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Subcategory of CFO News

Public-private partnerships are a growing trend that allow universities to fund the construction of new buildings and, if desired, turn over maintenance and operations to skilled partners. Structuring these decades-long partnerships for a successful outcome involves careful planning on the big decisions and the details.

Campus leaders across the country are working to spend money with businesses owned by minorities, women, veterans and other underrepresented groups. An equally important goal shared by many institutions is helping these business owners develop the know-how to compete in the wider economy.

Some are skeptical about the ability for any school to be need-blind, because anyone viewing an application can surmise financial need without reading a student’s FAFSA form.

The answers to common questions about need-blind policies sheds light on why they’ve been adopted whether they work and whether other enrollment diversity initiatives can be just as effective.

Revenue alone doesn’t drive every real estate initiative. Higher ed institutions involved in development, typically off-campus, also consider the economic revitalization of a blighted surrounding neighborhood and initiatives that support the core mission.

Michigan State University ran a Facebook photo contest so students could show experiences made possible by financial aid.

Michigan State University

Social experiment: Facebook Photo contest

Facebook.com/msufinaid/

The idea: To show the positive side of financial aid, Michigan State held a contest that asked students to share a photo of an experience that would not have been possible had they not received aid. Ten students won $500 each.

Just 30 percent of financial aid professionals reported using social media to provide financial literacy content to students.

Financial aid offices that invest time on the major platforms say social media lightens the workload. On a higher level, social networks represent another way to provide students with financial literacy education that can advance institutional goals, including better retention and lower cohort default rates.

It’s certainly not black or white for investors.

“The discussion around the table in investment committees is: How do you allocate risk across various investment options available to optimize returns for five to seven years? There isn’t a neat, pat answer,” says Bill Jarvis of the Commonfund Institute.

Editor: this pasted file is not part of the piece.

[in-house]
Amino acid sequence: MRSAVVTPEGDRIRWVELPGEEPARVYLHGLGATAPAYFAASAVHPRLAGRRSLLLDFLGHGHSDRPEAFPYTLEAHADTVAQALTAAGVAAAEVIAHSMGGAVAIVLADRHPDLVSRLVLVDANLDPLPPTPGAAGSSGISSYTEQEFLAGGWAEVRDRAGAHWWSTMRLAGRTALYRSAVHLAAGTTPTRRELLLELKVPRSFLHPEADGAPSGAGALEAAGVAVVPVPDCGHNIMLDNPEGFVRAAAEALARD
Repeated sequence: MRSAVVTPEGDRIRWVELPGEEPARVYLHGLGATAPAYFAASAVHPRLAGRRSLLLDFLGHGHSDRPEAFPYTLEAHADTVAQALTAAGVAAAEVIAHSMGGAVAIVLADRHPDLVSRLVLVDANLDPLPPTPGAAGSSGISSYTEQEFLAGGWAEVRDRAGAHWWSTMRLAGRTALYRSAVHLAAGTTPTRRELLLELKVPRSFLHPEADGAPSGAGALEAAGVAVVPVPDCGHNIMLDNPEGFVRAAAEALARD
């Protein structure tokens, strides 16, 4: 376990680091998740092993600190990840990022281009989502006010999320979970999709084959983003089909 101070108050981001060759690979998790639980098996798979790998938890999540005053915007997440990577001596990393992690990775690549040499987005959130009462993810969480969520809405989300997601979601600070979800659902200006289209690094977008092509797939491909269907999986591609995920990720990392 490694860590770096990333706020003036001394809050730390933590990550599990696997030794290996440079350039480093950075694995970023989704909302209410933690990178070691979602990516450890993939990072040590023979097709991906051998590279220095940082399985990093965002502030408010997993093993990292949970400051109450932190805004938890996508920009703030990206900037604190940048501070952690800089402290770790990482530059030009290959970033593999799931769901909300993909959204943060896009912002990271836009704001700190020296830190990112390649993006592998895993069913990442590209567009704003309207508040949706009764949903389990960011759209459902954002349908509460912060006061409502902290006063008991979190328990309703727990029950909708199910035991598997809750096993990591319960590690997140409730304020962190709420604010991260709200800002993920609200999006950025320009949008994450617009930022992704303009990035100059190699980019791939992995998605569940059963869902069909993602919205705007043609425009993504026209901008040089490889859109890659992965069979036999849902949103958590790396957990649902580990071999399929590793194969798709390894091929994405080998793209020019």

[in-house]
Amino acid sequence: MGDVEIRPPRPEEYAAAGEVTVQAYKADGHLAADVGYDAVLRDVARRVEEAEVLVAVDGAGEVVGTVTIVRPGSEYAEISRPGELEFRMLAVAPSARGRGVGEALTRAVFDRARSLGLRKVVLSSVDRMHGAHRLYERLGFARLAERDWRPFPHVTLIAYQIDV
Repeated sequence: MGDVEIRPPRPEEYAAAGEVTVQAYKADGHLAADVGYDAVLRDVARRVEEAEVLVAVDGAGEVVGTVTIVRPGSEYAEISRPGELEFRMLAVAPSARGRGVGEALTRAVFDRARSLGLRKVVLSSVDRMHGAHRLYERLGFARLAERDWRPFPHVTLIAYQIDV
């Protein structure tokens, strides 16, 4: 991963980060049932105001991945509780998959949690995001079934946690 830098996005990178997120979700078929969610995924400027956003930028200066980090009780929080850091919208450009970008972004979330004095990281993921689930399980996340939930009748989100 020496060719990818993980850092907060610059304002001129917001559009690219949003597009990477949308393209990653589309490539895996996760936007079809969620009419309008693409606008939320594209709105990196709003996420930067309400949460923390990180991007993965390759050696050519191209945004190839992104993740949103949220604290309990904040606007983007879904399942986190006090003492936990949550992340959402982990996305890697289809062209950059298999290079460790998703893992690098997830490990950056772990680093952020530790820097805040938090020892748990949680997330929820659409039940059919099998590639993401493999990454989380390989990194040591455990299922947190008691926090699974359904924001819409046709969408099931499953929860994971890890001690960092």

Being able to draw from the endowment is important for an institution like Berea College because of its no-tuition promise. Students are required to work as they attend school, with assignments such as greeting guests at the Historic Boone Tavern Hotel.

On average, academic institutions spend between 4.5 and 5 percent of their endowments annually. But when endowment returns are way down, it’s not exactly prudent to spend the same percentage of the endowment with the assumption that target investment payoff percentages will return.

Stanford’s solar solution: Joe Stagner, executive director of sustainability and energy management at Stanford, has led the university through a solar power-based strategy. By 2030, 75 percent of the university buildings will be powered by solar.

How colleges are getting creative about energy supply to save money on heating and cooling, and to boost building comfort for occupants

At the University of South Florida, current and former scholarship recipients were among those who signed a giant thank-you card presented to donors Barron and Dana Collier during a ceremony announcing their latest major gift.

Smart advancement teams put thought and research into making stewardship individual and heartfelt. But how far will institutions bend on their mission when a donor offers big bucks? Are donors negotiating for honorary degrees, access to students, influence over scholarships or a leg up in recruiting graduates?

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